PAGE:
Simon Morgan, a former Peter Smedley flak at Colonial, has come out strongly in support of the PacMan claiming he is arguably Australia’s greatest CEO in recent times.
Colonial was a $1.5 billion ugly duckling which was later sold as an $8.5 billion swan the subscription price at the float was $2.60 and the CBA paid approximately $8.25 per share and that was in just two and a half years as a listed company.
Smedley’s performance at Mayne has not been as spectacular, but it has been a hell of a lot better than most CEO’s running major corporates. On the 23 of June 2000, the day before Peter took over, the share price was $2.94 the day after he started it was $3.27.
The highest price achieved by Mayne in the Smedley era was $7.49 on the 8th of October 01 and the lowest price since was $3.65 on the 7th of May 02. Today the stock is around $4.25 that’s $1.31 per share in extra value he has added in just two years, or around 44% from the day before he started.
Stripping out the market excess of $7 plus, 44.2% far outperforms the ASX top 100 return of 13.4% over the same period.
There is no argument that the profit downgrade hurt the stock and the image, however no full forward kicks every goal. Maybe the systems were wrong, but every CEO has to deal with this sort of issue it is not as if Smedley has presided over a OneTel or Enron catastrophe.
Certainly, the corporate governance issue was a mistake. Smedley should never have agreed to take on the Chairmanship of Mayne and to his credit he didn’t take it on.
In six years working with him, and two CEO’s since, I found him to be tough but fair, honest and focussed. Smedley hasn’t entered a popularity contest, he has accepted two roles protecting and growing shareholder wealth.
Peter Smedley could easily be called Australia’s $10 billion dollar CEO, having created $7 billion in shareholders wealth at Colonial and $2.5 billion at Mayne.
If you had been savvy enough to put $10,000 into the Colonial float at $2.60 back in May 1997, CBA would have paid you $32,000 in mid-2000 for your shares. If you had then invested this money in Mayne your shares they would have been worth $46,000 by mid 2002.
By backing Peter Smedley over this time you would have earned 35% compound growth. What other CEO’s have delivered this kind of return over such a period?
(Disclosure: The author was a Colonial Flack for six years, however is not a former Shell employee and has only spoken to Peter Smedley once since leaving his employment.)
Now, let’s check out some of the feedback that subscribers have been reading in the sealed sections:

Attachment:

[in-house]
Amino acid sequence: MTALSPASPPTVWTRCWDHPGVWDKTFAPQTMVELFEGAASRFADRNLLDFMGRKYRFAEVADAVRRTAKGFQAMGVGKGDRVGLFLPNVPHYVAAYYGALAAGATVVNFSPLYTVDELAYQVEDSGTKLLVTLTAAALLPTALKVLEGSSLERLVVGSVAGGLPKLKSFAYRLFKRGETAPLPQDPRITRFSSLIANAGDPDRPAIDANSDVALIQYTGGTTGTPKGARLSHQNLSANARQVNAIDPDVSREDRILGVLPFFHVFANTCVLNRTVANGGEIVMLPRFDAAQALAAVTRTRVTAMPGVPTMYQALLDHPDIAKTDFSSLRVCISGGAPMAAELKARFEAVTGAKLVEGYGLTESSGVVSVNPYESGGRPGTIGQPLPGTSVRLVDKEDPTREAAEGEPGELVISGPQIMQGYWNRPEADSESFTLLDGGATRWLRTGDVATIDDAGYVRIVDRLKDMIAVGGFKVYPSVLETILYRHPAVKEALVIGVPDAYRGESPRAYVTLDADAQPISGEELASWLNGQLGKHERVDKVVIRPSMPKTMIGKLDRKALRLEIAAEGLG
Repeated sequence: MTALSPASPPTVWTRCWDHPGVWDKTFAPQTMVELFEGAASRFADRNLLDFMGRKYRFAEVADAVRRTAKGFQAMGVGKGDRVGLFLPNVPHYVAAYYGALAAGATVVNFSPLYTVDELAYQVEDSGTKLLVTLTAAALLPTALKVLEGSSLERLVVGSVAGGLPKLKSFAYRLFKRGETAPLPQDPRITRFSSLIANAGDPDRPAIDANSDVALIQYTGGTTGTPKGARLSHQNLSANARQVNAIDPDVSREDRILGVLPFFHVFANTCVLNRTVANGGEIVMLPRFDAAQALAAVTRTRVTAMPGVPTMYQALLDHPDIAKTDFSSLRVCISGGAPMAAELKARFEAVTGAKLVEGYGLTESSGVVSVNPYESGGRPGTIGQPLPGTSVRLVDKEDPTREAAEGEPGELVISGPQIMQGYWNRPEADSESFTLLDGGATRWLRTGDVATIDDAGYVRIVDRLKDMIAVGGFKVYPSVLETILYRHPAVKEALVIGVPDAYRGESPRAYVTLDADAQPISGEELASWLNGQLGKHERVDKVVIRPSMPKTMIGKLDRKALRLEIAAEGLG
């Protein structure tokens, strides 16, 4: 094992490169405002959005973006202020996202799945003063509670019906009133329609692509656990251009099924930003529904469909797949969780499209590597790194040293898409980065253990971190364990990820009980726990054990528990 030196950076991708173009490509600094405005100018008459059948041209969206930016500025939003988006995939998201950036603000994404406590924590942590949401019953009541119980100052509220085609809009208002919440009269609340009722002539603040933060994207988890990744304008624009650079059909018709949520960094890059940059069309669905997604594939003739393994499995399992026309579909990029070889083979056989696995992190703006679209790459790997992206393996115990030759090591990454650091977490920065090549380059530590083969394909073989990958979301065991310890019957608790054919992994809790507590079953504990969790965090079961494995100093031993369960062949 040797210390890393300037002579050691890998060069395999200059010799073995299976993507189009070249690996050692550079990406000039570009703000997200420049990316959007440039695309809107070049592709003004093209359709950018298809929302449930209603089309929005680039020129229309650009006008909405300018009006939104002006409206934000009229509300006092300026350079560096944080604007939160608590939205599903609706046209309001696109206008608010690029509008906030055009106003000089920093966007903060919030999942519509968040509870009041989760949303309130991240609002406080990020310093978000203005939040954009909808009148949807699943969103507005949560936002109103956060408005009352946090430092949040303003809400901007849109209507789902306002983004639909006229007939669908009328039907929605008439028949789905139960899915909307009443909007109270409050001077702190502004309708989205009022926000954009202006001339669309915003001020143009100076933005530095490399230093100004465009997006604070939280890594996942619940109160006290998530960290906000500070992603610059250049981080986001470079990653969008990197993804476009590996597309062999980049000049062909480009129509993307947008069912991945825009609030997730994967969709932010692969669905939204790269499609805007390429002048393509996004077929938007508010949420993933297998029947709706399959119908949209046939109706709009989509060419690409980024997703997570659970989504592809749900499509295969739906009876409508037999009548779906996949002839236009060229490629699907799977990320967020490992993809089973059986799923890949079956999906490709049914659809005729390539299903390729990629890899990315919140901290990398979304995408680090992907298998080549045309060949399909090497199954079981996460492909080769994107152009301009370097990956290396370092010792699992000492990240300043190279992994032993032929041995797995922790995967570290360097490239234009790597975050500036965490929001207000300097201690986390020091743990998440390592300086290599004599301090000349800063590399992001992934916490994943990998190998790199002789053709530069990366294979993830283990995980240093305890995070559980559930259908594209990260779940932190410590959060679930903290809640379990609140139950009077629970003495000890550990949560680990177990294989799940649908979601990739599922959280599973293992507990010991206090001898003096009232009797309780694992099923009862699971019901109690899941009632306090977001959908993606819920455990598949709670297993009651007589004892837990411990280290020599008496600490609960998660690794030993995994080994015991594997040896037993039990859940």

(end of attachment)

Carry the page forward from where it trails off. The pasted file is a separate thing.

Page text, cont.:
A Big Four banker writes:
An interesting defence of Peter Smedley by Simon Morgan, but you should find out what CBA think of Smedley. After buying Colonial, they found a house of cards of questionable foundation, and apparently Smedley is not a popular word at CBA now with CEO David Murray or the board.
And the people who really established the value at Colonial were fund managers Greg Perry and Peter Polson.
Regards, Name Withheld
CRIKEY: That makes sense because at first Smedley was all set to join the Commonwealth Bank board as a non-executive director but he pulled out after a couple of weeks. And Smedley, who collected about $25 million from the whole deal, is known to have borrowed from Kerry Packer in saying “you only have one David Murray in your life and I’ve had mine”.
9. SMEDLEY WAS NO STAR
A veteran health industry executive writes:
“Dear Crikey, what a load of hooey that Peter Smedley is a star CEO.
Mayne shares were at $5.10 on the day it announced its Australian Hospital Care takeover. Any shareholder who swapped into Mayne has lost one quarter of their wealth.
But it gets worse. Fauldings shareholders who took Mayne shares have lost half their wealth.
Smedley knew nothing about health and wasn’t prepared to learn. His sole contribution to the health sector has been to remind people that doctors are the main clients and if you forget it you lose your job.
One swallow does not a summer make.
To determine whether Colonial was in fact a swallow you would need to ask The Commonwealth Bank and they have been conspicuously quiet about the quality of the organisation they purchased.